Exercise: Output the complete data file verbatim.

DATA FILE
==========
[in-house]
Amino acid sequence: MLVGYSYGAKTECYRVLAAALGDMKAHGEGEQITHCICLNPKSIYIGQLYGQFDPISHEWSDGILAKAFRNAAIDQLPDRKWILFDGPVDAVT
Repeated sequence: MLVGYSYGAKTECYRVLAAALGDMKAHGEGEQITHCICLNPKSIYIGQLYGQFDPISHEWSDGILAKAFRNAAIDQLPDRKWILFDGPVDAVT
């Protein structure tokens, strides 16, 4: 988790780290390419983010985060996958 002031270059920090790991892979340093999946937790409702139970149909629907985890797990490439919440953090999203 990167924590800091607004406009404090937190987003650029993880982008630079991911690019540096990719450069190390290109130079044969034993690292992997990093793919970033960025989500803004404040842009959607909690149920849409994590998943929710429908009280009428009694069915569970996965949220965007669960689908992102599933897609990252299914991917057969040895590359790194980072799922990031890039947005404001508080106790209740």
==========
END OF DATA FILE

[in-house]
Amino acid sequence: MLVGYSYGAKTECYRVLAAALGDMKAHGEGEQITHCICLNPKSIYIGQLYGQFDPISHEWSDGILAKAFRNAAIDQLPDRKWILFDGPVDAVT
Repeated sequence: MLVGYSYGAKTECYRVLAAALGDMKAHGEGEQITHCICLNPKSIYIGQLYGQFDPISHEWSDGILAKAFRNAAIDQLPDRKWILFDGPVDAVT
């Protein structure tokens, strides 16, 4: 988790780290390419983010985060996958 002031270059920090790991892979340093999946937790409702139970149909629907985890797990490439919440953090999203 990167924590800091607004406009404090937190987003650029993880982008630079991911690019540096990719450069190390290109130079044969034993690292992997990093793919970033960025989500803004404040842009959607909690149920849409994590998943929710429908009280009428009694069915569970996965949220965007669960689908992102599933897609990252299914991917057969040895590359790194980072799922990031890039947005404001508080106790209740």